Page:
Alzheimer`s Disease/ER visit


My mother is midway through Alzheimer's and still living on her own. Until recently my brother and I have visited her daily to make sure she takes meds and eats. She has no intention of leaving her home. Of course she thinks she's not too bad yet, because she doesn't remember. She recently refused to go to her Dr. appt. She has lost 11 lbs in approx 4 mos. Her O2 is 86. She spends most of her time in bed. I'm hoping to convince her to go to the ER. Maybe at that point a social worker can also get involved. If she won't let me take her, should I call an ambulance? Would they even take her if she refuses? I'm not sure what to do. It's not as easy as many might think to force an old person to do something against their will. Your opinion is appreciated.

Hello Ed:  I know how stressful this is for you and your family.  It's imperative that someone has  power of attorney (medical and legal) for her in case at some point you must make a decision to either take her to the hospital or place her in a facility.  If she adamantly refuses to sign for a POA, then you must seek guardianship for her, which you would be able to achieve if her physician agrees that she needs one.  There are several things you could try to get her to the doctor--don't tell her about it until right before the appointment, then say "You know, they will charge you anyway if you don't show up, and you need to get more meds, so let's just get it over with."  If you can get her up and out, don't tell her where you're going and just show up at the office--again with the same excuse.  If she says she's not taking any more meds, etc. then appear to go along with her and just say "It's your decision Mom, but I'm warning you that when you fall or pass out from not taking your meds, you'll be in the hospital immediately."  She will become more and more debilitated with the weight loss and being so sedentary, so you are waiting for the crisis to happen.  Once it does, it's important you have that POA so you can make some decisions for her care.  You and your family would benefit from reading my book "Love, Laughter, & Mayhem - Caregiver Survival Manual For Living With A Person With Dementia," which will give you many tips on how to interact with her and achieve a higher level of cooperation.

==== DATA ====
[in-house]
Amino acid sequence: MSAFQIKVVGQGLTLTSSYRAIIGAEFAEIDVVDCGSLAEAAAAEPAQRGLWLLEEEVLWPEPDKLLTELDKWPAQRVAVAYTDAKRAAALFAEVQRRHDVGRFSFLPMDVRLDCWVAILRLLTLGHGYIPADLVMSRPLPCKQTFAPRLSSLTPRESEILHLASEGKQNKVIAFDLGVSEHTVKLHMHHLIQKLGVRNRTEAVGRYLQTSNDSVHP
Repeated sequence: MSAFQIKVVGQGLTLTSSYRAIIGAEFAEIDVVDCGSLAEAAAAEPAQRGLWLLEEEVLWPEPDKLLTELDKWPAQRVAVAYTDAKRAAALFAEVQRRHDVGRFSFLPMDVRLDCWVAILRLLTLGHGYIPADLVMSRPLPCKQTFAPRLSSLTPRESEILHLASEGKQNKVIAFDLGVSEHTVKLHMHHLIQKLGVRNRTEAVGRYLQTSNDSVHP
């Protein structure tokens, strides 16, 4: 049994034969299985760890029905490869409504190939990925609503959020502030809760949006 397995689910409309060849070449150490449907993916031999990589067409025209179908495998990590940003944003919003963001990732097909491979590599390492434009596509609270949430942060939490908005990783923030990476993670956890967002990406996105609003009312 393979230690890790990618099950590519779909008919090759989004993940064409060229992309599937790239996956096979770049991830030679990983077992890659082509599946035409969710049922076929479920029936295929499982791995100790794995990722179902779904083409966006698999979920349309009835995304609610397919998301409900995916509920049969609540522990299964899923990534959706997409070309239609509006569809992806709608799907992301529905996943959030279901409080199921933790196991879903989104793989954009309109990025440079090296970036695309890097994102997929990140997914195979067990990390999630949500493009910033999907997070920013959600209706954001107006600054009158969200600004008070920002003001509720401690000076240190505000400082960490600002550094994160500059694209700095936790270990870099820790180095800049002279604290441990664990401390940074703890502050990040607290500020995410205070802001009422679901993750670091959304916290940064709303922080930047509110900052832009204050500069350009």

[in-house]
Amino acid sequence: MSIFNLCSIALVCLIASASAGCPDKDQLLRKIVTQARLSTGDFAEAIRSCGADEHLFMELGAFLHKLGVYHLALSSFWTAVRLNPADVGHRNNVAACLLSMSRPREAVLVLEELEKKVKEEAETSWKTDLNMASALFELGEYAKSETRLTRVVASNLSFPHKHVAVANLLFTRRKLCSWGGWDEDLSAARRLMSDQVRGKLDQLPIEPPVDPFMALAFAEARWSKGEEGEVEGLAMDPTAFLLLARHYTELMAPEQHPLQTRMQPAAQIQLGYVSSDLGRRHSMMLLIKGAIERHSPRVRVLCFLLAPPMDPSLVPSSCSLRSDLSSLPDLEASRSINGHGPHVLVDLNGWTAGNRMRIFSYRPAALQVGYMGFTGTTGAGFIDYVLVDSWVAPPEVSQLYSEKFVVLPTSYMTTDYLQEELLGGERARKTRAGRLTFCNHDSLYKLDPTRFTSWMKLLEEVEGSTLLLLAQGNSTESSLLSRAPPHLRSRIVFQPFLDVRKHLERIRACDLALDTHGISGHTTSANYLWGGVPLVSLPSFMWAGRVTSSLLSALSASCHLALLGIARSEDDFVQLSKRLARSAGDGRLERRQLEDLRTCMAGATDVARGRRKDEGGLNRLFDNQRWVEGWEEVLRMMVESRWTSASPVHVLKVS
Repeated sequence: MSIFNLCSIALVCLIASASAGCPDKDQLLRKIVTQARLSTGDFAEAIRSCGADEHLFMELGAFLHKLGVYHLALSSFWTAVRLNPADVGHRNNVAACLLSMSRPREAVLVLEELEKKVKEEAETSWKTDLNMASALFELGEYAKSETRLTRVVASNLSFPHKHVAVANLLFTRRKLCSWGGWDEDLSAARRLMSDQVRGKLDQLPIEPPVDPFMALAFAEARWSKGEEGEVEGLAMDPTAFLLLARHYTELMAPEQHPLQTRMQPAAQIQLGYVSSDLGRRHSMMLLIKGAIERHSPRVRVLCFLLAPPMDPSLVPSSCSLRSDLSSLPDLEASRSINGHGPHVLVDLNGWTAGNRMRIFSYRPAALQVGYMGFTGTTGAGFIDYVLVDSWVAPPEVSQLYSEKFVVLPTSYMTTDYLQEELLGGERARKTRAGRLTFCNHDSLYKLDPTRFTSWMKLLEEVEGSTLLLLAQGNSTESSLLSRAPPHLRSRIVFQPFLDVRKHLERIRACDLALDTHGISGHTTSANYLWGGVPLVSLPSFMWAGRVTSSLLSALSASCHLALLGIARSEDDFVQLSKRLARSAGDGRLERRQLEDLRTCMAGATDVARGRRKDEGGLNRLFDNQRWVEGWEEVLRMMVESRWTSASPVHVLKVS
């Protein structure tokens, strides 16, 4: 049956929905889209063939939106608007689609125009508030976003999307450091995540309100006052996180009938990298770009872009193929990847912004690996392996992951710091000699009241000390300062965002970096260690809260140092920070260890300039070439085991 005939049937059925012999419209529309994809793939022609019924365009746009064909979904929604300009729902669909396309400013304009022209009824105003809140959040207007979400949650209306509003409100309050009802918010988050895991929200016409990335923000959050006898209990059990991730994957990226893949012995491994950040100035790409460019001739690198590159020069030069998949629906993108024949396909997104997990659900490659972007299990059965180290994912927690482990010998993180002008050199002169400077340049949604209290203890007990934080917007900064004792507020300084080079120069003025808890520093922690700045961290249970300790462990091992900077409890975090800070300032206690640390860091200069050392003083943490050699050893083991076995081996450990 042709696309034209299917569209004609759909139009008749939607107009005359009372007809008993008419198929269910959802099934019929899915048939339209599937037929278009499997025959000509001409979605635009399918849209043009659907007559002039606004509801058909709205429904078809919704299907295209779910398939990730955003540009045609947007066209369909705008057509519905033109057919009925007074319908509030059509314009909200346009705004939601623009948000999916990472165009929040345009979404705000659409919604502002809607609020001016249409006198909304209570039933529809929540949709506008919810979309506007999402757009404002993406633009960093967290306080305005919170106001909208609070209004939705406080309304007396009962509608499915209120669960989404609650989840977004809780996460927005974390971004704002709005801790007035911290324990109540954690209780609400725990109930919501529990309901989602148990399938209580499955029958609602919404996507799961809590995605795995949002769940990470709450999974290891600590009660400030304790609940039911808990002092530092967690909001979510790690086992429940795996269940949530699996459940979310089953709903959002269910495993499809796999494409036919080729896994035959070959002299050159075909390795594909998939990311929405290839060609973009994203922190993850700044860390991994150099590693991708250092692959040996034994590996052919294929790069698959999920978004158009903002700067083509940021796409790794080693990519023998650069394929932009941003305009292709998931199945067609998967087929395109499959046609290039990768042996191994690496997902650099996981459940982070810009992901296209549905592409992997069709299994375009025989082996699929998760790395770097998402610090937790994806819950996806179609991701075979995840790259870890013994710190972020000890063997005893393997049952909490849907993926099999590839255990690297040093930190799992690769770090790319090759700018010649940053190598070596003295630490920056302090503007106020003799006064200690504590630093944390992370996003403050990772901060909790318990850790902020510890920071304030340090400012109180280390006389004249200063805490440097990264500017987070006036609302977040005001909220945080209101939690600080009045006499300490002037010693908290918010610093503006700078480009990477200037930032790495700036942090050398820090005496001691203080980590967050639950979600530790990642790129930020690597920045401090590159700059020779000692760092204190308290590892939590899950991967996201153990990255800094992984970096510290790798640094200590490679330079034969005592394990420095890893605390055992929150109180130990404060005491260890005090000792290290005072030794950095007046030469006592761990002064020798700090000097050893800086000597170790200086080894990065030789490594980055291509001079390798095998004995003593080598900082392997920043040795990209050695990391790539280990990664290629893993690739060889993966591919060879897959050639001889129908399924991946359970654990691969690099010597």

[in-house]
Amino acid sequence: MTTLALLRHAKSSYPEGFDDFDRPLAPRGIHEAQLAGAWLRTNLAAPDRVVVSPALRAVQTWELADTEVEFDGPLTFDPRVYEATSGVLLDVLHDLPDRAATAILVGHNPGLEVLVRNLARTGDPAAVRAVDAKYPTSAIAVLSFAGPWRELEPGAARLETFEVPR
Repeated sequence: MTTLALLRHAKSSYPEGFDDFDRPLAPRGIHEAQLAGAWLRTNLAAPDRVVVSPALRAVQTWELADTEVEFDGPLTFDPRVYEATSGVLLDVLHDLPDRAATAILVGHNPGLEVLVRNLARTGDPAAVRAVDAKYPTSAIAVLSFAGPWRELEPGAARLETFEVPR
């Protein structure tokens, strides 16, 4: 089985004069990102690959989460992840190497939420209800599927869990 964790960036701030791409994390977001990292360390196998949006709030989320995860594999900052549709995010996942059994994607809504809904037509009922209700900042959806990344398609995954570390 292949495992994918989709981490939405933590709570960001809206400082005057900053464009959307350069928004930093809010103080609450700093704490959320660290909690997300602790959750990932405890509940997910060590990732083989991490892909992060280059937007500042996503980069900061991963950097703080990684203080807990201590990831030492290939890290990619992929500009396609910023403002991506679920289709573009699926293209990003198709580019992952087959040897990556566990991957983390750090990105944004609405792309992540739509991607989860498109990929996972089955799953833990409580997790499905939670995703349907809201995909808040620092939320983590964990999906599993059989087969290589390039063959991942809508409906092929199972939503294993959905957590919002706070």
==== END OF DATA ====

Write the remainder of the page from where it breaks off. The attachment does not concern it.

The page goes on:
If you were to call an ambulance without a POA, and she refused to go, then I don't think you can force her unless she has an obvious injury like a broken hip.  Good luck to you Ed as you and your brother continue to move forward with your Mom on her journey through dementia.  Cindy

Alzheimer`s Disease

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Cindy Keith, RN, BS, Certified Dementia Practitioner


As a nurse and dementia consultant, I can answer most questions on all types of dementia. If I cannot answer your question, I will attempt to find someone who can. My passion is to help caregivers of people with dementia, which in turn helps all those wonderful elders with dementia live better lives. When caregivers are better educated, they are able to better care for themselves and their loved ones, so education is key to decreased stress levels and healthier, happier families.


I have worked as a nurse in various disciplines of nursing for over 20 years, most of which was with the elderly. I was a health care coordinator in a dementia dedicated assisted living facility for 4 years before I started my own business (M.I.N.D. in Memory Care) as a dementia consultant six years ago. As a dementia consultant, I help families nationwide through phone conference calls as they struggle to care for their loved ones with dementia.

Alzheimer's Foundation of America Geriatric Interest Network Sigma Theta Tau International

Published "Love, Laughter, & Mayhem - Caregiver Survival Manual For Living With A Person With Dementia" which is a collection of stories about people with dementia I have known, loved and worked with. Every story has a lesson to teach and this book gently teaches family caregivers lessons about how to better care for their loved one, as well as themselves during their caregiving journey. Published "Love, Laughter, & Mayhem In Eldercare Facilities: The Master Key For Dementia Training" Created "Bringing Nurturing To Memory Care" staff dementia training video Created Ebook: "Hair Stylist's Helpful Tips For Working With People With Alzheimer's & Other Dementias"

Registered Nurse with Bachelor's degree in Nursing; Certified Dementia Practitioner; Author of 2 books and an ebook

Awards and Honors
Sigma Theta Tau National Honor Society of Nursing

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